From time to time, Louisiana lawmakers have come to the aid of those who make so-called payday loans. Sen. Rick Ward, R-Port Allen, is this year’s champion with Senate Bill 381.
Legislation that was narrowly passed by both houses would cap finance charges at 100% of the original loan amount. That means lenders could charge up to $1,500 in fees on a $1,500 loan, for a total repayment of $3,000, according to The Advocate.
The senator said his “Louisiana Access to Credit Loans Act” would help state residents living on a paycheck make ends meet when faced with surprisingly large expenses.
Under current law, lenders can offer a loan of up to $350, due on the borrower’s next payday. The maximum the lender can make per loan is $55. Ward’s bill does not change that.
Ward sponsored another payday loan bill in 2018. It stated that the loan term could not be less than three months and could not exceed 12 months. The amount of the loan could not be less than $500 and could not exceed $875. The bill passed the Senate 20-17 but died in the House Commerce Committee.
I wrote in a June 3, 1999 column about a Bossier City woman who got one of these loans. She needed $200 for an emergency out-of-town trip and took out a two-week loan. The maximum they lent at that time was $201 and it had to be paid back in 14 days.
When a customer borrowed that $201, they had to leave a check for $246 to cover the principal and $15 in interest. The other $30 was for documentation and set-up costs. That’s an annual interest rate of over 580 percent.
“It was a little high,” the borrower said, “but when you need it, you need it.”
The Associated Press reported that there were about 30 payday loan companies in the state in 1992. That number grew to 455 in 1998 and 489 by the end of 1999.
Foster Campbell, a current member of the Louisiana Civil Service Commission, was a state senator in 1999. He said, “We’ve had 500 of these companies open since 1992 and none of them have failed. . I have never heard of such statistics. But the reason why they didn’t is because they deceive people by charging outrageous interest rates.
OK, back to Ward’s bill which passed the House 54-35, one vote more than the 53 needed. The Senate vote was 20 to 14, the exact majority he needed.
Republican senses Mark Abraham of Lake Charles and Mike Reese of Leesville voted for Ward’s bill. Sen. Jeremy Stine, R-Lake Charles, voted against. Sen. Heather Cloud, R-Turkey Creek, was recorded as absent.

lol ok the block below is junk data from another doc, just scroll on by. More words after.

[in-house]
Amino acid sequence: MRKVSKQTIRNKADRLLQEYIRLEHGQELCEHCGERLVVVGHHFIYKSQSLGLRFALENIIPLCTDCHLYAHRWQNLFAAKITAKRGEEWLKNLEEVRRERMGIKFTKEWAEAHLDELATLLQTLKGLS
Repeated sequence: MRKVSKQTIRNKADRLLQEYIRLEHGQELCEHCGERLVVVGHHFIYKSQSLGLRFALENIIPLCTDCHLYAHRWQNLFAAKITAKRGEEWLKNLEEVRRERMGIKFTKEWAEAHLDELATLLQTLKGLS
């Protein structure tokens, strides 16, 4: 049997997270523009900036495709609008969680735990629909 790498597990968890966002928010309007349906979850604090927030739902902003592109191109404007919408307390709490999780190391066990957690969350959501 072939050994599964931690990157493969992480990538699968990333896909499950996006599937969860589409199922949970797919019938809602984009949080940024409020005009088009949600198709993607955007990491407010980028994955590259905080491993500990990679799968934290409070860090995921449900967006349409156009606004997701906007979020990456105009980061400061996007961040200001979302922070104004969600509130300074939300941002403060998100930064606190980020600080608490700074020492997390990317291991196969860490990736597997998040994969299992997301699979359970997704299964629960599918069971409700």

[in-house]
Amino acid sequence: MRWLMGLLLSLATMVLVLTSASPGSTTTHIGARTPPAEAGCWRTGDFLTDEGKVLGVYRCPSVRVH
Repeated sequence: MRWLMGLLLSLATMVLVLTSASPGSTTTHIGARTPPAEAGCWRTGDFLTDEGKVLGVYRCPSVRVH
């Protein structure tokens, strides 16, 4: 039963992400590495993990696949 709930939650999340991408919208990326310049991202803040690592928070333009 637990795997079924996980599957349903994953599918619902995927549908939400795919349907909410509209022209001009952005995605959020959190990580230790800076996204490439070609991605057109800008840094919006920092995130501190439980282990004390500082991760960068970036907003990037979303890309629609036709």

GOP Representatives Ryan Bourriaque of Grand Lake, Dewith Carrier of Oakdale, Troy Romero of Jennings and Phillip Tarver of Lake Charles voted for the bill. Representatives Wilford Carter, D-Lake Charles; Charles Owen, R-Rosepine, and Rodney Schamerhorn, R-Hornbeck, voted against. Representative Brett Geymann, R-Moss Bluff, was recorded as an absentee.
The bill now awaits action by Governor John Bel Edwards. Lenders would make most of their money through monthly maintenance fees of up to 13% of the original loan amount.
Alex Horowitz, consumer credit researcher at The Pew Charitable Trusts, told The Advocate he had never seen such high fees. He said the bill would expose Louisiana consumers to financial harm, rather than creating an affordable loan market. Horowitz said seven of the nation’s 12 largest banks have launched or announced programs to provide small dollar loans to customers.
Kenneth Pickering was twice Louisiana’s chief banking regulator. He said he had no idea what the maintenance fee even covers. “Once a loan is on the books, there’s nothing left to maintain,” he said. Pickering calls it more interest.
Stanley Dameron, Commissioner of the Office of Financial Institutions, said: “Some of the people applying for these loans might not qualify from your bank, but they certainly would from a credit union or finance company. “
Pelican State Credit Union’s Jessica Sharon told lawmakers that credit unions were explicitly created to help people of modest means.
Even an official with a state association that represents payday lenders said Ward’s new product was unnecessary. He said the loans are already available in Louisiana at a fraction of the cost. “It’s greed and arrogance at the highest level,” he said.
Ward’s bill is certainly a strong candidate for a gubernatorial veto.